Finally, FINALLY it actually feels a bit like summer.
Just in time for the end of August.
This is a bit depressing.
Even so, it’s my intention to enjoy the remainder of summer to the best of my ability! But there’s still a schedule to keep. Let’s take a look at the week ahead in classic movies on TCM. But first—the good folks at newly-open Belle Grove Plantation Bed & Breakfast in Virginia have recently purchased a lovely portrait of an unknown lady. I suggested she allowed to be named by readers of Belle Grove’s blog, so…they went with my crazy, madcap idea! Do head over and take a look at the fashionable woman, and suggest a name if you like.
Cat On A Hot Tin Roof ’58
Picking a flick for Friday was difficult—Elizabeth Taylor is the Star of the Day, and therefore, it’s a wealth of films to pick from. Still, though the schedule features quite a few marvellous films that have stood the test of time and will continue to do so, it’s hard to pass up Cat On A Hot Tin Roof, which is one of my favourite Taylor performances. As the lead, Maggie, married to an alcoholic (Paul Newman) with some, ah, latent tendencies, surrounded by barbaric and grasping in-laws, and caught in the general swirl of Pollitt family drama, Taylor is indeed a cat on a hot tin roof—her performance is a little like Andy Griffith’s in Face In The Crowd: Maggie is furiously alive, a blue flame trapped in human flesh. Of course, unlike Griffith’s, Taylor’s performance as Maggie, nerves stretched taut, is elegant and lovely, but that’s the part she’s playing: the daughter-in-law of a plantation owner (Burl Ives). In my opinion, it’s one of the finest performances Taylor ever turned in (and more personally, the film got me going on a vintage full-slip buying kick that has still not ended).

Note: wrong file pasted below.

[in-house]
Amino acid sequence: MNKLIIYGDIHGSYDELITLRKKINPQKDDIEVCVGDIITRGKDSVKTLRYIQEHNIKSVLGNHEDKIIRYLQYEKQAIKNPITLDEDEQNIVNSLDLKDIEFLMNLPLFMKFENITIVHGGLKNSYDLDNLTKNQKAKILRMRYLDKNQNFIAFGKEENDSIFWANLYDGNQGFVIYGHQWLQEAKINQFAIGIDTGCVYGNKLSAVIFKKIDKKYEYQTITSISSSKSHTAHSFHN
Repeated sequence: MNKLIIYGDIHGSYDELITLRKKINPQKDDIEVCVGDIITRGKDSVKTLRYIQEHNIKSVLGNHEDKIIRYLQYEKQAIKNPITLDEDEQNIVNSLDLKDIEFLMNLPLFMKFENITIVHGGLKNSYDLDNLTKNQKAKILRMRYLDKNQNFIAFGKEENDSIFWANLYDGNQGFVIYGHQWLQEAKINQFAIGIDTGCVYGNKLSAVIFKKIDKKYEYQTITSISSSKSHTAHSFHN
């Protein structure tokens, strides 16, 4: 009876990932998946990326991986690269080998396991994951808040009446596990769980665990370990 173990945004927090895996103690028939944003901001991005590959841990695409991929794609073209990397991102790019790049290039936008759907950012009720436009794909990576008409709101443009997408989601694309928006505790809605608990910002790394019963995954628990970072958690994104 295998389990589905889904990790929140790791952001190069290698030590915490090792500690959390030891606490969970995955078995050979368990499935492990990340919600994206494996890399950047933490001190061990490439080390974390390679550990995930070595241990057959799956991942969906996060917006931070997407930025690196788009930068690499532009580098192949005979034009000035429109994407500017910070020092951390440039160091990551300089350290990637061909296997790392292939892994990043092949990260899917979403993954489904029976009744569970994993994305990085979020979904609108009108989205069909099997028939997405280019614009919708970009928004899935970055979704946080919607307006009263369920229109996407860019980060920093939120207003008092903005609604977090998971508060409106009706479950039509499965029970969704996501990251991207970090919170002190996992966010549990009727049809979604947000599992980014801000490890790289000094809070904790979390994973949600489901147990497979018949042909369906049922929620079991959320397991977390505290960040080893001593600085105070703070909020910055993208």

Now, Hollywood did remove as much of the homosexual theme as it could; I’ve read the play a few times, and knowing it was there, perhaps I sort of read it into the film—perhaps one of you who’ve not read Tennessee Williams’ play could tell me if you pick up on it. Williams was none to happy about this, nor the Hollywood ending—but omissions or no, this is a superb, fantastic film. The entire cast is outstanding with unforgettable performances, though those of Taylor, Newman, and Ives stand out. Really, there’s as much electricity between Ives and Newman as dying father and alcoholic, disappointing son as there is between Newman and Taylor, his rejected wife who still yearns for him. Incredible. Don’t miss it.
Also worth watching Friday: Lassie Come Home ’43, 7:15AM; National Velvet ’44, 8:45AM; Life With Father ’47, 11AM; Father Of The Bride ’50, 1PM; Father’s Little Dividend ’51, 2:45PM; Giant ’56, 4:15PM; Suddenly, Last Summer ’59, 10PM
The More The Merrier ’43
Saturday, TCM fills its schedule with the films of one of my favourite actors—Charles Coburn! Though hardly the stuff matinee idols were made of, he always seemed to turn in solid performances, and I just enjoy everything he’s in.
In this cute little comedy, the WWII housing shortage forces Jean Arthur’s Connie, already engaged to a bureaucrat (bad idea), to let out a room in her Washington, DC apartment to Coburn—retired millionaire in town to meet with a senator. Ever on the make, Coburn decides to rent out half of his rented room to Sergeant Joe
Carter (Joel McCrea), waiting to be sent overseas—without telling Connie. As you can imagine, Connie is none too happy about this at first, but soon can’t help but find herself attracted to the handsome Sergeant, and the screwball hijinks begin.